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After being questioned behind closed doors for over 10 hours yesterday, Leonardo Fariña (now acting as a whistleblower) implicated Néstor and Cristina Kirchner in the case popularly known as the “K money trail” and said that the presidential couple was responsible of leading a money laundering organization that “looted” the State coffers.

Fariña’s shocking statements prompted prosecutor Guillermo Marijuán to formally accuse the former head of state, along with former Federal Planning minister Julio De Vido and others, of creating a structure designated to launder millions in the country or send them to offshore accounts.

In simple terms, this shocking legal twist doesn’t mean that she is guilty or is going to prison, but that the prosecutor now believes there’s enough reason to treat Cristina Kirchner as a suspect and is asking the judge in the case, Sebastián Casanello, to have her investigated.

It is now up to the judge to decide whether he accepts Marijuán’s request and indicts Cristina, or simply rejects it because he doesn’t think there’s enough evidence to suspect any wrongdoing.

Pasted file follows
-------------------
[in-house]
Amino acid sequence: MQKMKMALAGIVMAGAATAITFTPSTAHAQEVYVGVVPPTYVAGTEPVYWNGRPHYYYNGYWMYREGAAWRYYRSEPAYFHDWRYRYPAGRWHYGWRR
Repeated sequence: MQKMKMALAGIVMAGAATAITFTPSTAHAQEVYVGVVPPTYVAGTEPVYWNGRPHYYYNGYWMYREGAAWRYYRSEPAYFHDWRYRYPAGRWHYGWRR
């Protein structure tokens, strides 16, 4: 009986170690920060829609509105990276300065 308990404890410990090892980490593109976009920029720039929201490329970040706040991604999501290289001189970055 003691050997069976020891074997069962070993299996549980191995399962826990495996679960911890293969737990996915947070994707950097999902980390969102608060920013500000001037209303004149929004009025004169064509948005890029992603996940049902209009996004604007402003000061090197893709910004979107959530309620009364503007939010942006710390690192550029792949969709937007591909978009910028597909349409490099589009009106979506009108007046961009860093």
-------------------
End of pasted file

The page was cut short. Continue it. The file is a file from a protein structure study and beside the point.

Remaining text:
According to Clarín, Fariña said he finally decided to talk and implicate the Kirchners in the case because he now feels he can “trust” the authorities investigating it, especially Marijuán. Fabio Ferrer wrote on Infobae today that before being questioned, Fariña was seen pacing around and smoking close to a window, nervous. And once he was faced with Casanello, Ferrer says he let out an explosive statement:

“This was a plan orchestrated by Néstor Kirchner to loot the Argentine State. Néstor Kirchner was the creator and executor of this plan.”

According to several local media outlets, Fariña also asked the judge to declare as a protected witness.

Besides Cristina and De Vido, Marijuán also decided to investigate Ernesto Clarens, a financier with close ties to the Kirchner marriage and businessman Lázaro Báez. Fariña, who has been in prison since 2014 on tax evasion charges, decided to end his silence and implicate several people in the high-profile case in exchange for police protection and a reduction of his prison sentence.

This is yet another legal headache for former President Cristina Fernández de Kirchner, who is already expected to appear in court on April 13 to testify in the “future dollar contracts” scandal.